Cultural appropriation is a term and concept that has been increasingly brought into public consciousness over the past few years.
Conversations surrounding non-Natives wearing traditional Native headdresses, or white women wearing Bantu Knots and box braids, or the use of Eastern religious tradition for aesthetics, and a whole other slew of thought-worthy topics on appropriation have been made mainstream. And while the concept of cultural appropriation is nothing new, and the term itself has a long history, in 2017 conversations rarely go deeper than the entire Kardashian family’s existence as synonymous with cultural appropriation.
To discuss cultural appropriation we need to discuss art, capitalism, hegemonic thievery, and exploitation.
That is to say that on a surface level it is wonderful that these conversations have arisen and continue to do so. But on a deeper, more systemic level we have to begin to position our analyses of cultural appropriation within a constantly developing critique which exposes capitalist power dynamics. When every month there seem to be several articles filling the pages of various magazines and websites, and many of them seem to be making extremely similar analyses and arguments, one has to wonder how to push the conversation deeper, towards a rhetoric surrounding cultural appropriation that openly discusses capitalism. What purpose do constant pieces on cultural appropriation serve, and what is the journalistic intention behind these pieces if they often offer no in-depth mode of dissecting deeper, underlying power dynamics?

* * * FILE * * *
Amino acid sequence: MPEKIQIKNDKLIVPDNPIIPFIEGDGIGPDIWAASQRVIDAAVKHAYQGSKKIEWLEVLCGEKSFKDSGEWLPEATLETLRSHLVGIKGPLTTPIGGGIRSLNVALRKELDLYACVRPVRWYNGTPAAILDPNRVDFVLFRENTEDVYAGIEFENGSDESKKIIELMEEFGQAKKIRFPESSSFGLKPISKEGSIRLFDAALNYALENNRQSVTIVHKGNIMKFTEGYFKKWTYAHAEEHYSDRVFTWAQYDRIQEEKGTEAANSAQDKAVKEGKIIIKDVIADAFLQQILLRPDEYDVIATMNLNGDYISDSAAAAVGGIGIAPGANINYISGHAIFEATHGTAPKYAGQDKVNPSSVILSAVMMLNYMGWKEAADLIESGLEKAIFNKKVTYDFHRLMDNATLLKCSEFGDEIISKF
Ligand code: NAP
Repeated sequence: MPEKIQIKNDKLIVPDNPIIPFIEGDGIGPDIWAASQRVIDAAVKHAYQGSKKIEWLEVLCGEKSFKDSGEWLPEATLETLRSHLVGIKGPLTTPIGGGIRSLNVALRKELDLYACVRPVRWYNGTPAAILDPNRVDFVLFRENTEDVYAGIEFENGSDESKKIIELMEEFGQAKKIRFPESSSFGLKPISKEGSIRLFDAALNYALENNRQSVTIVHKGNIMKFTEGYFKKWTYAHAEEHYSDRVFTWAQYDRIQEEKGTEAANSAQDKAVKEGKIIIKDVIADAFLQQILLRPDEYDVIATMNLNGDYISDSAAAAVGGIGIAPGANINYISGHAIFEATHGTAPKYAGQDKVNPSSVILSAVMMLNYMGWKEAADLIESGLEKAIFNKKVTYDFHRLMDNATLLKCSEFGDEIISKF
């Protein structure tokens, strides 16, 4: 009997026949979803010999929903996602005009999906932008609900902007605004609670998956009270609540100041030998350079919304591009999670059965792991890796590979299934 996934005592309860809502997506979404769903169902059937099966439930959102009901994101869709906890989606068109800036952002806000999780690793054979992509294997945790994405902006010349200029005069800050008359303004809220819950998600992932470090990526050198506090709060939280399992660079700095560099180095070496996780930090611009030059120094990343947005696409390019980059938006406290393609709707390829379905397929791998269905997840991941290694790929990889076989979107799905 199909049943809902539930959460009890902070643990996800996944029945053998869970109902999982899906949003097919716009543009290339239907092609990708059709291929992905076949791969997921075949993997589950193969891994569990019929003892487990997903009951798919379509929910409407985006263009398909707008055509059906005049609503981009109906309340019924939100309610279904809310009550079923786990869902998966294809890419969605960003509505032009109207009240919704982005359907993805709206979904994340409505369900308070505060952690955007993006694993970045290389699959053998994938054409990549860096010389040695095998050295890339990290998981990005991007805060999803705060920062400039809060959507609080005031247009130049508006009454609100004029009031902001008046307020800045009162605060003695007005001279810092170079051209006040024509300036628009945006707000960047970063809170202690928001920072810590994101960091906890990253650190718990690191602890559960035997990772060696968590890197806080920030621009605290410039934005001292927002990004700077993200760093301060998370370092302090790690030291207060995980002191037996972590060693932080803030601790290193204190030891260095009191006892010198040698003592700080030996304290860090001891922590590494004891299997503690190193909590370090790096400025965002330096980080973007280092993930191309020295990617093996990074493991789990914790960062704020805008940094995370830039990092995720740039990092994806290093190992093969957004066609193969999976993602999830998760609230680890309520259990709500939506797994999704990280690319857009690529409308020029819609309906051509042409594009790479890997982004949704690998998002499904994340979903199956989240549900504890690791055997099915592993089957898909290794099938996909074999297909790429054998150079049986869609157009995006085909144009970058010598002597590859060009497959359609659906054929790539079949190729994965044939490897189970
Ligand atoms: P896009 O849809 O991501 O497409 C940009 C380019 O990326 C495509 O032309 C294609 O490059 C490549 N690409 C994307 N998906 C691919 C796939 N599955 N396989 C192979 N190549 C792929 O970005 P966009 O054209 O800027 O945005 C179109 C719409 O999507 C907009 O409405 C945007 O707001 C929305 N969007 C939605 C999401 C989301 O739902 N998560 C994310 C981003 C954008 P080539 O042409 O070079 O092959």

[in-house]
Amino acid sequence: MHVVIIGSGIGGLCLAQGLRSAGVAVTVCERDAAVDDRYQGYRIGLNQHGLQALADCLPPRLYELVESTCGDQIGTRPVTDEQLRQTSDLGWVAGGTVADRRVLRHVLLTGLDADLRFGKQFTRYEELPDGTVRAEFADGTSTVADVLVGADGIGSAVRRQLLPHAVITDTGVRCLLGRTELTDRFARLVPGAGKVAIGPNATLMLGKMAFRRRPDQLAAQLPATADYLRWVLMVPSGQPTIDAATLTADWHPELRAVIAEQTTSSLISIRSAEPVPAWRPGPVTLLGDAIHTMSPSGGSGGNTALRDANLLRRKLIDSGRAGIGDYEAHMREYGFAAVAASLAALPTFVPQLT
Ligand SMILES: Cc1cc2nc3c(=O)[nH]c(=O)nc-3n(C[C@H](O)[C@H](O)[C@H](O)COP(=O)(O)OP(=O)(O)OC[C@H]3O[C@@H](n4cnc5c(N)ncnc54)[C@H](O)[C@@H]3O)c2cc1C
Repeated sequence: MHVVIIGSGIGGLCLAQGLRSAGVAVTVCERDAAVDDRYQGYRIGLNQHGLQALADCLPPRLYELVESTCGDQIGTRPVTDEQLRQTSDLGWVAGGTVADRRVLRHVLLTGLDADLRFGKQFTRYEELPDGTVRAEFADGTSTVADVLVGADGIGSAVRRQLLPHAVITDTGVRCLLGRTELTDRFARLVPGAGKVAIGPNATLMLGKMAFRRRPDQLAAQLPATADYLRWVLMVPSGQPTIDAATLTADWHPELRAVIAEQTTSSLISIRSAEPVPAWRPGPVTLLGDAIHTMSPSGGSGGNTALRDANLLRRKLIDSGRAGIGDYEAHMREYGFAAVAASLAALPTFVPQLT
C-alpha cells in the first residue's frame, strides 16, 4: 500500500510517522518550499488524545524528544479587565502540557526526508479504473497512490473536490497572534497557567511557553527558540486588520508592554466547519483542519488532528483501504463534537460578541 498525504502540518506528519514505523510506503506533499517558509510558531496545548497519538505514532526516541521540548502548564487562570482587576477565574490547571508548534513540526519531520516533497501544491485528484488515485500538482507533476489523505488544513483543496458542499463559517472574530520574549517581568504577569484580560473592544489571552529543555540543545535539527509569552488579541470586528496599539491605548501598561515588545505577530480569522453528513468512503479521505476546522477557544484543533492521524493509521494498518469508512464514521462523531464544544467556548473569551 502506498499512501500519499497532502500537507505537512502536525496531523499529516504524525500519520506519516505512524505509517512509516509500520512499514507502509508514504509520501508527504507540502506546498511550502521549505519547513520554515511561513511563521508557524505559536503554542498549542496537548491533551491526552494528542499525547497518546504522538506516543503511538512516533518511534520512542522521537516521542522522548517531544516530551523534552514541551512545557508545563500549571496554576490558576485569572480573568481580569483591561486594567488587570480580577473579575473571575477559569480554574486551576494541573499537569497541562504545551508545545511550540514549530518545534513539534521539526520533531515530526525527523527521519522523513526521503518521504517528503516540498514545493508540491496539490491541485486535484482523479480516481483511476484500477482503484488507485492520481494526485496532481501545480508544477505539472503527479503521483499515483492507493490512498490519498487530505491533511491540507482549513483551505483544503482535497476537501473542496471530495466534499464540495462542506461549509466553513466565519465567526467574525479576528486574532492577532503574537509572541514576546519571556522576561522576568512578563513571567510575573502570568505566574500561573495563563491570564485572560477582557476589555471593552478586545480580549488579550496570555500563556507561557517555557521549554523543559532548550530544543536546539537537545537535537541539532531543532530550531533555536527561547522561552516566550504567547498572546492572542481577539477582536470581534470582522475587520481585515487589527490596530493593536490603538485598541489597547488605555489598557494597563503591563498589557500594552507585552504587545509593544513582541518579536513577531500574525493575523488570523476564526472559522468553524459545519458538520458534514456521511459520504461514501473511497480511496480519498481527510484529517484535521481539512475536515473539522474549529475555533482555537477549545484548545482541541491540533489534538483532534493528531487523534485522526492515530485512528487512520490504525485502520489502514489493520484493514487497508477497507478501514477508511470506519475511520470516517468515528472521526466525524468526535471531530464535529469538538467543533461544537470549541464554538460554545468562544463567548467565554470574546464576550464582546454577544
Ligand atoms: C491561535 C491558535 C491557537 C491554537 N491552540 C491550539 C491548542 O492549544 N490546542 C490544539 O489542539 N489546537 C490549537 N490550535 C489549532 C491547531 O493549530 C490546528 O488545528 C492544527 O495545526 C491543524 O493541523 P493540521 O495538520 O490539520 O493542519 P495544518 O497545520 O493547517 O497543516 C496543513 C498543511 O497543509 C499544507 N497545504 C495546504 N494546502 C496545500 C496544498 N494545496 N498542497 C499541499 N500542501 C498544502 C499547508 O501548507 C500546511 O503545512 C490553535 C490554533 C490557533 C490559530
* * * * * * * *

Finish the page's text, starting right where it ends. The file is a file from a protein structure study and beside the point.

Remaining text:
To discuss cultural appropriation we need to discuss art, capitalism, hegemonic thievery, and exploitation. In James Young’s 2010 book “Cultural Appropriation and the Arts,” he defines cultural appropriation as the adoption or use of the elements of one culture by members of another culture. Young, like several others who have studied cultural appropriation, discusses this phenomenon in a binary of “minority cultures” and “majority cultures,” and alludes to the dangers of cultural misappropriation by majority cultures. But what makes it harmful when the majority culture begins to use traditions and aesthetics of a minority culture is commodification.
Saying that Picasso was “influenced” by African art is an understatement and takes away from the reality that he stole designs and styles.